Three of Jesus’ disciples experienced the mountaintop. We hear Mark’s account this morning. We call their mountaintop experience “The Transfiguration” because at the center of their experience is a vision of Jesus, as he has never been shown to them before. They may have longed for this extraordinary experience, but they find it so outside their expectations that they fumble in confusion. Our narrator helps us to understand this event and its meaning for disciples then and now by placing it within the context of Jesus’ teaching and actions. The mountaintop makes no sense on its own.
Our lectionary this morning begins with the narrator setting the scene, “six days later.” It ends with Jesus’ order to keep silent about this event until “the Son of Man rose from the dead.” What is recorded between those two phrases is an event that is meant to be understood within the context of what has come before and what is yet to come.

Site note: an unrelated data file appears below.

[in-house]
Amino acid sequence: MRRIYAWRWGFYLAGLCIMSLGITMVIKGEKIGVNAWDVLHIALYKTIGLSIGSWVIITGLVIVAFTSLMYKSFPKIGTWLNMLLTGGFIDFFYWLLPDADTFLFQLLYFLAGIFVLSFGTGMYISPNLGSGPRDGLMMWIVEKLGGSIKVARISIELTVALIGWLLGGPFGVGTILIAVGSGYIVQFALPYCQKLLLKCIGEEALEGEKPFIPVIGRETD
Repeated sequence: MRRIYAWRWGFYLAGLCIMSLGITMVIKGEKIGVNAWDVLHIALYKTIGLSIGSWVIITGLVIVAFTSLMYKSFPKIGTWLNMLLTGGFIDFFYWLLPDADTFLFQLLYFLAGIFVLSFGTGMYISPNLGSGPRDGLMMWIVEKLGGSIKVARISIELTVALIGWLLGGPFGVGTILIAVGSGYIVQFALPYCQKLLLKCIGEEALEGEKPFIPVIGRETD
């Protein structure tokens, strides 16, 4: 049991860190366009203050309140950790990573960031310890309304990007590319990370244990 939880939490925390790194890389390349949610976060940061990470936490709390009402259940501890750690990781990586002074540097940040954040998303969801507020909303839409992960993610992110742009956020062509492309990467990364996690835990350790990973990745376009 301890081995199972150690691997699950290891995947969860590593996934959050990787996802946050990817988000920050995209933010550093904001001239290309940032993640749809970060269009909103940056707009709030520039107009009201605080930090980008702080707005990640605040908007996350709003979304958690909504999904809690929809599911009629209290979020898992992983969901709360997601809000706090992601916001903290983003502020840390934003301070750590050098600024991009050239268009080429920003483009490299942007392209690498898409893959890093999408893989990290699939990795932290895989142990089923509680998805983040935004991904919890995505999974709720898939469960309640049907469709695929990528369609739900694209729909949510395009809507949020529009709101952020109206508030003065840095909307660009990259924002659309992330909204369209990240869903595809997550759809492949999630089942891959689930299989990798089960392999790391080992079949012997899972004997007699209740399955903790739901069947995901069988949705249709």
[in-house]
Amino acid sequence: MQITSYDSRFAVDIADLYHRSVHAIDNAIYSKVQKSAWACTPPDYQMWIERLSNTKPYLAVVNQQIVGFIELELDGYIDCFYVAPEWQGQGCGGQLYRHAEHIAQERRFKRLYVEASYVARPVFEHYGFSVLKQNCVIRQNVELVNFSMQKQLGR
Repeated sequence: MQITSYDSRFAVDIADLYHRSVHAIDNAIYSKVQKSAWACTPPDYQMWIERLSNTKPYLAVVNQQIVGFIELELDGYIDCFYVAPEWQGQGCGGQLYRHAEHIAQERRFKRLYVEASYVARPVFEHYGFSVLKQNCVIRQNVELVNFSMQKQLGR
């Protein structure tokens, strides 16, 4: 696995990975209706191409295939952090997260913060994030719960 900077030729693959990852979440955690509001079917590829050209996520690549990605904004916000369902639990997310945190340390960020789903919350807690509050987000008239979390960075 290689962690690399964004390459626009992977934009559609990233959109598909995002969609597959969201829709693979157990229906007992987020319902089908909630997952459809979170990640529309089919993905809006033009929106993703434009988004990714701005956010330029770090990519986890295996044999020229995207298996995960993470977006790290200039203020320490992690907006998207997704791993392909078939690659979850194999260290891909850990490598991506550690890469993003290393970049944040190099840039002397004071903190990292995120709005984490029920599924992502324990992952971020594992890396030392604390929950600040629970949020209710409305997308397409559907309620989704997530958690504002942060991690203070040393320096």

This event is the Transfiguration, an image change, a revelation of Jesus. It takes place in a liminal space, up on the mountain top, where the distance between the divine and human realms is most easily traversed. Jesus travels with his closest disciples: Peter, and James, and John. When they arrive at the pinnacle, the disciples see that Jesus is changed. His clothes are sparkling white, and his very presence is different. The disciples see him as more than the simply clad fellow traveller, more than their honored teacher. He appears shining as one who has stood before the face of God.